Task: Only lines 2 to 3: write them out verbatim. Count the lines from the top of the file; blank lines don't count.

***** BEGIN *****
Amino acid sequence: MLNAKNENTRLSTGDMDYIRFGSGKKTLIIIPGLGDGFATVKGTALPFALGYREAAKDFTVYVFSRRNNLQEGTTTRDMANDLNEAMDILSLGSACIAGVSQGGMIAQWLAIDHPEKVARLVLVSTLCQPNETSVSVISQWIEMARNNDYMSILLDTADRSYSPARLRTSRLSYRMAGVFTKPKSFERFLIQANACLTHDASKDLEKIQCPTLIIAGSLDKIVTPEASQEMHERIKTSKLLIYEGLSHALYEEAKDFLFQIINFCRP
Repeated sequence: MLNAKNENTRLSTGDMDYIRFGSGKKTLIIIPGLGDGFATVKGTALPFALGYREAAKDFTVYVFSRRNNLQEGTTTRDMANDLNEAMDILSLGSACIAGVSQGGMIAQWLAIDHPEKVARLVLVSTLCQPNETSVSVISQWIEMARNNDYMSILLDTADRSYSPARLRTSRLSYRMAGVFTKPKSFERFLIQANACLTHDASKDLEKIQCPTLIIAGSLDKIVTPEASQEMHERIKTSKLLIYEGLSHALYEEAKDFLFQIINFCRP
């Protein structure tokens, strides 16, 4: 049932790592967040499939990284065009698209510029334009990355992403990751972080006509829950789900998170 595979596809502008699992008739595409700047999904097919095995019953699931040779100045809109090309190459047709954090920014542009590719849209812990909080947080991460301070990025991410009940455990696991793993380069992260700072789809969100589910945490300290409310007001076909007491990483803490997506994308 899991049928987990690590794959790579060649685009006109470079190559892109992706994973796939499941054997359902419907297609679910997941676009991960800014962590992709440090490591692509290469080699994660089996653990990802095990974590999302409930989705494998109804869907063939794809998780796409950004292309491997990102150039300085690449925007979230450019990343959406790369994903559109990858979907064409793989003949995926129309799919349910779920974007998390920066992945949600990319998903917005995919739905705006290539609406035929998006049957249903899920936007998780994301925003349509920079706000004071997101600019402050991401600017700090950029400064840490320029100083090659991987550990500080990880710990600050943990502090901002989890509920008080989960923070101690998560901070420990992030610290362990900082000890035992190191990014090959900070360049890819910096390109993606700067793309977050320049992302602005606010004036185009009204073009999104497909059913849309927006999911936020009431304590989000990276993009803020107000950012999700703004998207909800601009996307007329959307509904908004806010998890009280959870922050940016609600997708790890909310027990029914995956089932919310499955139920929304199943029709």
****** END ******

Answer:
Repeated sequence: MLNAKNENTRLSTGDMDYIRFGSGKKTLIIIPGLGDGFATVKGTALPFALGYREAAKDFTVYVFSRRNNLQEGTTTRDMANDLNEAMDILSLGSACIAGVSQGGMIAQWLAIDHPEKVARLVLVSTLCQPNETSVSVISQWIEMARNNDYMSILLDTADRSYSPARLRTSRLSYRMAGVFTKPKSFERFLIQANACLTHDASKDLEKIQCPTLIIAGSLDKIVTPEASQEMHERIKTSKLLIYEGLSHALYEEAKDFLFQIINFCRP
């Protein structure tokens, strides 16, 4: 049932790592967040499939990284065009698209510029334009990355992403990751972080006509829950789900998170 595979596809502008699992008739595409700047999904097919095995019953699931040779100045809109090309190459047709954090920014542009590719849209812990909080947080991460301070990025991410009940455990696991793993380069992260700072789809969100589910945490300290409310007001076909007491990483803490997506994308 899991049928987990690590794959790579060649685009006109470079190559892109992706994973796939499941054997359902419907297609679910997941676009991960800014962590992709440090490591692509290469080699994660089996653990990802095990974590999302409930989705494998109804869907063939794809998780796409950004292309491997990102150039300085690449925007979230450019990343959406790369994903559109990858979907064409793989003949995926129309799919349910779920974007998390920066992945949600990319998903917005995919739905705006290539609406035929998006049957249903899920936007998780994301925003349509920079706000004071997101600019402050991401600017700090950029400064840490320029100083090659991987550990500080990880710990600050943990502090901002989890509920008080989960923070101690998560901070420990992030610290362990900082000890035992190191990014090959900070360049890819910096390109993606700067793309977050320049992302602005606010004036185009009204073009999104497909059913849309927006999911936020009431304590989000990276993009803020107000950012999700703004998207909800601009996307007329959307509904908004806010998890009280959870922050940016609600997708790890909310027990029914995956089932919310499955139920929304199943029709």